How to Avoid Getting Hit by a Car Pulling Onto Your Road
One of the most common bicycle accidents that happens to cyclists occurs when a car pulls onto a road from a driveway, side street, or parking lot — right into the cyclist. This accident is usually a result of the driver not checking carefully enough to see the traffic coming up on their left before they turn, and colliding with the cyclist as they pull their car onto the main road.
Unfortunately for cyclists, riding along the right-hand side of the road (either in the bike lane or just on the shoulder) means that you are almost unavoidable for a driver pulling into your path who doesn’t see you.
There’s very little time to swerve out of the way and the driver, pulling out onto the road, is likely accelerating quite a bit to catch up with the flow of traffic on the road where you are riding.
All of this means that one of these accidents — even if it’s a “simple mistake” for the driver — can be quite dangerous for you as a cyclist.
And while it’s not possible for you to make a distracted driver pay better attention to the world around them before driving thousands of pounds of steel and rubber onto the road, there are a few things you can do to make one of these accidents as unlikely as possible.
Make eye contact with the driver
The best way to avoid getting hit by a driver who doesn’t see you is to help the driver to see you. If at all possible, try to catch the eye of a driver who is waiting to pull out from a driveway or side street. By making eye contact, you can be sure that this person actually sees you, and isn’t just looking past you in your direction.
If you can’t catch the driver’s eye just by looking at them, wave your hand. Draw attention to yourself however you can; you can every try calling out with a “hello!”.
While it might be a little bit embarrassing to ride down the road waving and calling out, it’s better safe than sorry when it comes to making sure a driver can see you before you ride in front of them.
It’s annoying to lose momentum because of someone else’s distraction, but slowing down can help keep you safe when facing a driver who might not see you.
The slower you’re going, the easier it will be for you to maneuver out of the way if the driver does end up pulling out into your path. Slowing down also gives you more time to try to catch their eye and wave at them so that they don’t end up driving out in front of (or into) you.
Use a headlight
If you’re driving after dark, you are legally required to use a front headlight on your bicycle. This lamp should emit white light that can help guide your way down the road, but it has the added benefit of making you more visible to cars that are out in front of you.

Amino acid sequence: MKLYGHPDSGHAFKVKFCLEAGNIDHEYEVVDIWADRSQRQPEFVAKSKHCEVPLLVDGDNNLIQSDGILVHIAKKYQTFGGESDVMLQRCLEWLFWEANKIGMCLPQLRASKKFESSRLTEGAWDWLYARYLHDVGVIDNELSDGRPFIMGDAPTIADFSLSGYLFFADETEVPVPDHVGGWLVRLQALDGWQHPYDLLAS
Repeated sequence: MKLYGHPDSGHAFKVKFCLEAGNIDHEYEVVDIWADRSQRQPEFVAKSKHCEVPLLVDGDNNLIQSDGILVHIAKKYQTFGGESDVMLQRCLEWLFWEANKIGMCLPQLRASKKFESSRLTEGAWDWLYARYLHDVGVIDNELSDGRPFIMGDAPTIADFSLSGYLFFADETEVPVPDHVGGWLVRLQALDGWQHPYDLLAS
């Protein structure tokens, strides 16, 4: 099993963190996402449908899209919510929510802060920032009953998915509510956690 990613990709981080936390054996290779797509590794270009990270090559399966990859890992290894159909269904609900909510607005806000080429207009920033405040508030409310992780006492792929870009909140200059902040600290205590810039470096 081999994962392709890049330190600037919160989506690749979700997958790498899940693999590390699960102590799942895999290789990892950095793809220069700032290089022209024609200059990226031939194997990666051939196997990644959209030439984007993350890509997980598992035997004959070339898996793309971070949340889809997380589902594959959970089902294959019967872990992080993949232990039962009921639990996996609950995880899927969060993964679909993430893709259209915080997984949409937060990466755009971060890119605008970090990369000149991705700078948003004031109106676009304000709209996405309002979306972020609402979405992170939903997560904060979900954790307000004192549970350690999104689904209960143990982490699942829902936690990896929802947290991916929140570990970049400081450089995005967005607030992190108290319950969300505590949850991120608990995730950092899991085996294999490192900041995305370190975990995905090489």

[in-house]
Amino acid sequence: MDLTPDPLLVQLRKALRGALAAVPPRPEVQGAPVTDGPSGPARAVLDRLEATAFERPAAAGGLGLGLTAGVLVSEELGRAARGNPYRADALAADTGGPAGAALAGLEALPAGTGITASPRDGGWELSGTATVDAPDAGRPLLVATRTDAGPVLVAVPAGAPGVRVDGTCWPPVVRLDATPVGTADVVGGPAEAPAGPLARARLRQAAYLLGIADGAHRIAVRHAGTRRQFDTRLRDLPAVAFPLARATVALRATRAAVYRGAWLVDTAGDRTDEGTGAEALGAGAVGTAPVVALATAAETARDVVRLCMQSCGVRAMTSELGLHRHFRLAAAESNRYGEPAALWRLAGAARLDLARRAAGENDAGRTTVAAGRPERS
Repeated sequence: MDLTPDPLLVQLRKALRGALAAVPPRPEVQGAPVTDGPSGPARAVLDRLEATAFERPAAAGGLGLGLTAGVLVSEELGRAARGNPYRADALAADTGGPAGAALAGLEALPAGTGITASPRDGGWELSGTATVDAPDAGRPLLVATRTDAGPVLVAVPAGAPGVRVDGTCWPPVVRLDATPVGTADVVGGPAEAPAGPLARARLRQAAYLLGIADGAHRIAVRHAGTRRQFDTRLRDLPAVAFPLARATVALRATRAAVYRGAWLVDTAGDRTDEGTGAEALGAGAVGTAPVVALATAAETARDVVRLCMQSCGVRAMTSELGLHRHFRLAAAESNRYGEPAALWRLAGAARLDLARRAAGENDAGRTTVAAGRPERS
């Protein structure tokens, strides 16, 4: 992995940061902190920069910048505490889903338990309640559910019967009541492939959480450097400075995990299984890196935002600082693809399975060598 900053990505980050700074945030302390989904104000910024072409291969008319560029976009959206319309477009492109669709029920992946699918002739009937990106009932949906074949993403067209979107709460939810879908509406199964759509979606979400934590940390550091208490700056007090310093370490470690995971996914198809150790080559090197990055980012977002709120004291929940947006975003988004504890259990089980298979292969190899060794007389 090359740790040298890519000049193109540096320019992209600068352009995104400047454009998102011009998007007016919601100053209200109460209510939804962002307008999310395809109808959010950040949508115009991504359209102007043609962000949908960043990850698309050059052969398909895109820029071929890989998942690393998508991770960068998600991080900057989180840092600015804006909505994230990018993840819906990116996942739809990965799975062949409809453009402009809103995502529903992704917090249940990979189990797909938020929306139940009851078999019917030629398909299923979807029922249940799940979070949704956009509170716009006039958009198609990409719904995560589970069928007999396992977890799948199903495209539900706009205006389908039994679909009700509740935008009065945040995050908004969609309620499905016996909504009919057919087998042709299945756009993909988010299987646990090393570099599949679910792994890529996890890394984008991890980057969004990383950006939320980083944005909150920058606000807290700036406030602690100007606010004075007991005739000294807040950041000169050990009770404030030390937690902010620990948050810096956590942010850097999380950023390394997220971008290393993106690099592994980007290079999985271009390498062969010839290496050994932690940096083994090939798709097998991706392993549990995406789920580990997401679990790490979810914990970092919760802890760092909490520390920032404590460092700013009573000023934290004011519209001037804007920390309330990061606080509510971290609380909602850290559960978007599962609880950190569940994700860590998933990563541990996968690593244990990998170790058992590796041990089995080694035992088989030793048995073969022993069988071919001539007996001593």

Even if you are riding during the day, try keeping your headlight on to help you avoid accidents like this one. When a driver is checking to the left for oncoming traffic, having a bright light facing them will make you more visible and noticeable.
In addition to keeping a light on the front of your bike, you can also try putting on a headlamp or attaching a small light to your helmet as well. Having a bright light near your face will give your attempts to make eye contact a little extra oomph, and make you more likely to be seen.
Ride a little farther to the left
Although many cyclists feel that it’s safest to stay in the bike lane or as far to the right shoulder as possible, pulling a little to the left can give you more options (and therefore, more safety) in the event that the driver pulls onto the road without seeing you.
If you’re nervous about pulling over to the left, bicyclesafe.com explains:
“You might worry that moving left makes you more vulnerable to cars coming from behind. But the stats say you’re far more likely to get hit by a car at an intersection ahead of you that can’t see you, than from a car behind you which can see you clearly. So while both positions have risk, you generally reduce your risk by riding a little farther left.”
And it’s true — pulling over to the left helps you avoid a dangerous accident in a couple of ways.
By pulling over to the left, you put yourself in the flow of normal traffic, which is where the driver is most likely to be looking. (Almost everyone will scan the oncoming traffic for cars; not everyone will think to check the bike lane or shoulder.)
In addition, pulling over to the left gives you additional space to swerve out of the way if the car does pull into traffic. If you’re all the way over to the right, you might not be able to avoid the car as it pulls out in front of you; in other words, you can get boxed in all the way over to the right.
If you’re more in the flow of traffic, you will have already carved out a space in the normal lane, which means you will most likely have some room farther to your left where you can veer to avoid a collision.
At the very least, giving yourself a little extra distance between you and the distracted turning car will allow you the chance to reduce the severity of the impact, should they hit you.
Pay attention when you ride
Whenever you are on your bike, it’s your job to stay aware and visible in your surroundings. The more you keep your eyes open for changes of all kinds — including drivers who may be turning or merging into your path — the safer you will stay, because you will have more options for stopping or evading an accident. While you can’t make every driver be aware and safe, you can do your part to protect yourself all along the way.